Once A Prisoner Obtains Custody Parole In A Case, He Need Not Obtain Permission From Every Court Where He Has Been Convicted Or Is Pending Trial: Delhi HC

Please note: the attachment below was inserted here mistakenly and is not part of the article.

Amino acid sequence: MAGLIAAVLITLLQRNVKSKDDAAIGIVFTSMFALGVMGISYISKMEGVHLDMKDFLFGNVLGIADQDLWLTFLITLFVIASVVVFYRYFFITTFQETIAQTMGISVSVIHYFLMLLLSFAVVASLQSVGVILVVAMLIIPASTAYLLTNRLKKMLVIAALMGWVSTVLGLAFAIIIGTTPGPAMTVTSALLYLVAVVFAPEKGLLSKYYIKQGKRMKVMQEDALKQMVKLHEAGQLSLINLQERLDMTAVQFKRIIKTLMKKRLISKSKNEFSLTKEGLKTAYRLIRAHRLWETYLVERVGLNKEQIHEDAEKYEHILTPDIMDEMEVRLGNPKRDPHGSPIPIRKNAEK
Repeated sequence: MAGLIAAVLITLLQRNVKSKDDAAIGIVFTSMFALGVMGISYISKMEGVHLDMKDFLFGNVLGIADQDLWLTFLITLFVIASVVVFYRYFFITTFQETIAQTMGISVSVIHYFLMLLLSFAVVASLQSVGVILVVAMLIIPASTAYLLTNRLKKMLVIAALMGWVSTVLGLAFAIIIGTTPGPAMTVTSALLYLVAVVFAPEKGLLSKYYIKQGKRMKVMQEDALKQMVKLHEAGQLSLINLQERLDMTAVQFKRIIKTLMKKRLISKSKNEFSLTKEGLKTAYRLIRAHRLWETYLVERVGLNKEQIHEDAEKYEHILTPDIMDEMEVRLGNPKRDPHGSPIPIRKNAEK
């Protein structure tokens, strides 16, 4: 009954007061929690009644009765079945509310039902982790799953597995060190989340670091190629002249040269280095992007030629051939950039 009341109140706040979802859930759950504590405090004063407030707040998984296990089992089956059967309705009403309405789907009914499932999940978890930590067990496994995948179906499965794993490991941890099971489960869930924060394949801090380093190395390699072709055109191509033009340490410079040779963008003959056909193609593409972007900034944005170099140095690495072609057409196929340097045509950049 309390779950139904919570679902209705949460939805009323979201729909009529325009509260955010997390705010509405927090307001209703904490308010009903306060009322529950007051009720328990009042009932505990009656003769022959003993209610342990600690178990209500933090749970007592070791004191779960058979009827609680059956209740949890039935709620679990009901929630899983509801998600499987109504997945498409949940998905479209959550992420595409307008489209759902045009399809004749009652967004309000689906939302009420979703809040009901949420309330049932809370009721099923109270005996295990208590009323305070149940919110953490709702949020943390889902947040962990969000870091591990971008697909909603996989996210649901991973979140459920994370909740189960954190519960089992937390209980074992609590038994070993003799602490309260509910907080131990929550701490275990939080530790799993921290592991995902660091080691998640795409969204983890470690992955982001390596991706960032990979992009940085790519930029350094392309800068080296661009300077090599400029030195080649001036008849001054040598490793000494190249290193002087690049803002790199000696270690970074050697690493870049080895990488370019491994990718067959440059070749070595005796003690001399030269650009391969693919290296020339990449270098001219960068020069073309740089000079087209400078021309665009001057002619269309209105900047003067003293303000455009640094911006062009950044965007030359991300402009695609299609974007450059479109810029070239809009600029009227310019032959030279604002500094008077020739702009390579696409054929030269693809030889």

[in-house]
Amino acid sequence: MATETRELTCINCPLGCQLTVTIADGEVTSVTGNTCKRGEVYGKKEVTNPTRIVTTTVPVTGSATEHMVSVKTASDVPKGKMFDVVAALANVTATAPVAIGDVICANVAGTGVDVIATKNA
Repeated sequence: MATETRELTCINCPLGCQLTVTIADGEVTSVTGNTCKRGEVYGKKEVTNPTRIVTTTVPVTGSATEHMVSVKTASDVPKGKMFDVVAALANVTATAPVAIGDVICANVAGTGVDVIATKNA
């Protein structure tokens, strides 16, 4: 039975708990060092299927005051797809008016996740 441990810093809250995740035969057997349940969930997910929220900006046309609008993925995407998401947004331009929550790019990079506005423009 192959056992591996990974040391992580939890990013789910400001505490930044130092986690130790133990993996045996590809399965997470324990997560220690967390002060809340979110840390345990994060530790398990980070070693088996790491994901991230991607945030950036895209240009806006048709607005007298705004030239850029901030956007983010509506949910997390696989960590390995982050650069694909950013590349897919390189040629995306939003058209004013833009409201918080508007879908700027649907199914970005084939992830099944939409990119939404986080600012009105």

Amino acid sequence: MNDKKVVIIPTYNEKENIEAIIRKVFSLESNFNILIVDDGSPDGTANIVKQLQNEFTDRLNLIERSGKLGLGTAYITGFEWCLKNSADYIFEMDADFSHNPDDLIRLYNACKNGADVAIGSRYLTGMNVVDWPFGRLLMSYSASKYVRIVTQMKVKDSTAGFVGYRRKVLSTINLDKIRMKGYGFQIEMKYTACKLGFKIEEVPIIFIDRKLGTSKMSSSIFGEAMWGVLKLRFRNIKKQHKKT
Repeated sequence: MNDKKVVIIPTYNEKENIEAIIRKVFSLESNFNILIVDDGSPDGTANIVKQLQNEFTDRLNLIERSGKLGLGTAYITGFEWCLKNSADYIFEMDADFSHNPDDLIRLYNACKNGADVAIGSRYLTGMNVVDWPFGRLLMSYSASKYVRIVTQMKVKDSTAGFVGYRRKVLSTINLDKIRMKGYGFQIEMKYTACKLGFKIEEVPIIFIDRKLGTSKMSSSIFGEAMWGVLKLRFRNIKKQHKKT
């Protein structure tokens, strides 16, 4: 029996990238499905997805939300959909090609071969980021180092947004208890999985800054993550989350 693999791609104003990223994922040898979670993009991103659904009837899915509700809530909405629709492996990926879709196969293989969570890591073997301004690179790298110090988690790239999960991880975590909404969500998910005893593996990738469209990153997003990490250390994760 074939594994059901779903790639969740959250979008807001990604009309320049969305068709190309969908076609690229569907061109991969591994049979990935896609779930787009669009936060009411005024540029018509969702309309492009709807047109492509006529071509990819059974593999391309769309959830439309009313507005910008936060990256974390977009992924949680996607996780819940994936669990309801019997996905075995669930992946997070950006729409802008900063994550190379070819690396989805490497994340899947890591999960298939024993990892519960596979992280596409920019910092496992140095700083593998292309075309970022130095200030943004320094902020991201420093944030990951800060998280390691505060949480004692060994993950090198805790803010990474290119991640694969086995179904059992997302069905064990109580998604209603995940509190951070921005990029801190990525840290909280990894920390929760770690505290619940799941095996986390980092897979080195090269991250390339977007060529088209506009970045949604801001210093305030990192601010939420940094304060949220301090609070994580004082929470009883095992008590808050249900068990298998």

first_imgNews UpdatesOnce A Prisoner Obtains Custody Parole In A Case, He Need Not Obtain Permission From Every Court Where He Has Been Convicted Or Is Pending Trial: Delhi HC LIVELAW NEWS NETWORK24 Dec 2020 5:23 AMShare This – xThe Delhi High Court recently made it clear that once a prisoner obtains custody parole in a particular case, he does not need to procure separate custody parole orders from every other court which has either convicted him or where he is pending trial. The decision was rendered by a single bench of Justice Anup Jairam Bhambhani in a plea filed by former MP Mohd Shahabuddin,…Your free access to Live Law has expiredTo read the article, get a premium account.Your Subscription Supports Independent JournalismSubscription starts from ₹ 599+GST (For 6 Months)View PlansPremium account gives you:Unlimited access to Live Law Archives, Weekly/Monthly Digest, Exclusive Notifications, Comments.Reading experience of Ad Free Version, Petition Copies, Judgement/Order Copies.Subscribe NowAlready a subscriber?LoginThe Delhi High Court recently made it clear that once a prisoner obtains custody parole in a particular case, he does not need to procure separate custody parole orders from every other court which has either convicted him or where he is pending trial. The decision was rendered by a single bench of Justice Anup Jairam Bhambhani in a plea filed by former MP Mohd Shahabuddin, who is currently serving a life term in Tihar Jail. Delhi High Court Grants Conditional Custody Parole To Ex Bihar MP Mohd. Shahabuddin To Meet Relatives The Court noted that the petitioner is currently in judicial custody for multiple offences, in some of which he is serving a sentence as a convict, while in other cases, he is still undertrial. So, the question that arose for its consideration was whether it necessary for the petitioner to obtain custody parole in each and every case from the concerned trial court, before he can avail custody parole in a given case? While answering in the negative, the Court referred to a judgement given by the Division Bench of Delhi High Court in the case of Court on its own motion v. State, dated 20.01.2020 (Crl. Ref. 5/2019), where it was held, “since the custody parole is for a limited period, it is not required, that the accused has to obtain custody parole from each and every concerned trial court and as such no permission is required from other concerned courts before sending the under-trial on custody parole.” The Bench elaborated upon the Division Bench’s ruling and pointed out that even when a prisoner is granted custody parole, he is still under judicial custody and is not free to go wherever he wants or to do whatever he pleases. The time spent by a prisoner in a custody parole is counted in his total sentence. It is in this context that the Court asserted, “Custody parole therefore contemplates a situation whereby, for special exigencies mentioned in the jail rules, the prisoner is granted guarded liberty and the jail travels with the prisoner to wherever the prisoner is allowed to go under orders of the court. Since the prisoner continues to remain in judicial custody, the need for taking custody parole or other permission from each and every court in which the prisoner is pending trial or has been convicted does not arise.” The Court added a caveat and stated, “if during the period of custody parole the prisoner is required to be produced by the Jail Superintendent before any court, as per the mandate of the Division Bench in Crl. Ref. 5/2019 (supra), information of the fact that he is on custody parole must of course be given to such court.” The Court further opined, “a very strict balancing is required between the humane considerations for grant of custody parole and the overarching considerations of ensuring judicial custody of the prisoner; his own safety and the safety of others; and ensuring that there is no subversion of, or prejudice to, the legal process.” In this case, Petitioner was originally serving his sentence in a prison in Bihar but the Supreme Court had ordered that he shall to be transferred to the Tihar Jail due to security reasons. So, another question that arose here was should the Petitioner be subject to Delhi Prison Rules 2018 or the Bihar Prison Rules? The Court, while answering this question, noted that the Petitioner was sent to Delhi on the directions of the Supreme Court. Therefore, the single-Judge was of the opinion that while the Petitioner was in the custody of Tihar Jail, he shall be subject to the guidelines laid down in the Delhi Prison Rules 2018. The Bench stated, “It is inconceivable that the petitioner, who is in long- term custody in Delhi, would be dealt with under the Bihar Prison Rules since such a situation would be rife with anomalies, impracticalities and day-to-day problems of implementation. It would neither be feasible nor fair nor just that one prisoner in a Delhi prison should be treated differently than others, for any reason.” In this case, the petitioner had entered a plea in the Delhi High Court and had sought a custody parole to go the Siwan district of Bihar on the grounds that his father had passed away on 19th September. He further hoped to visit his ill and grieving mother, and the rest of his family. He also wished to pay his respects and offer prayer to his late father at his grave. Here, the State of Delhi and Bihar had opposed his plea. Further, the police departments of both the States had submitted before the Court that they could not guarantee the petitioner’s safety and custody. Alternatively, they also stated that they would need to “deploy inordinately vast resources” if the custody and safety of the petitioner is to be secured. The Court took into consideration all the arguments presented before it and granted a custody parole to the petitioner and issued directions for the same. The Court also stated, “Though the grant of ‘custody parole’ would in ordinary circumstances be unexceptionable, even custody parole is not a matter of right.” It further laid down the relevant considerations that have to be kept in mind while granting or denying custody parole: (a) The verified existence of exceptional personal circumstances, which warrant the grant of the guarded liberty of ‘custody parole’; (b) The assurance that the grant of ‘custody parole’ will not (i) compromise the prisoner’s judicial custody; (ii) the prisoner’s own safety or the safety of others; and/or (iii) subvert or prejudice the legal process in some other way ; and (c) The court must also never lose sight of the fact that the length of time for which ‘custody parole’ is granted is ultimately of no consequence, whether it be for short duration or long, if there is palpable and significant risk on any of the counts referred to in Related News: The Uttarakhand High Court, in a 2018 judgement, had stated, “When a detainee seeks parole or custody parole to perform some rituals to be performed on his part towards his family, the concerned authority should immediately take appropriate decision for grant of parole/custody parole.” In this case, the jail authorities and the District Magistrate had denied parole to a murder convict, who wanted to attend the last rites of his father. Case Title: Md. Shahbuddin v. State Govt Of Nct Of Delhi Click Here To Download Order Inputs by Arghia NamboodiriSubscribe to LiveLaw, enjoy Ad free version and other unlimited features, just INR 599 Click here to Subscribe. All payment options available.loading….Next Storylast_img read more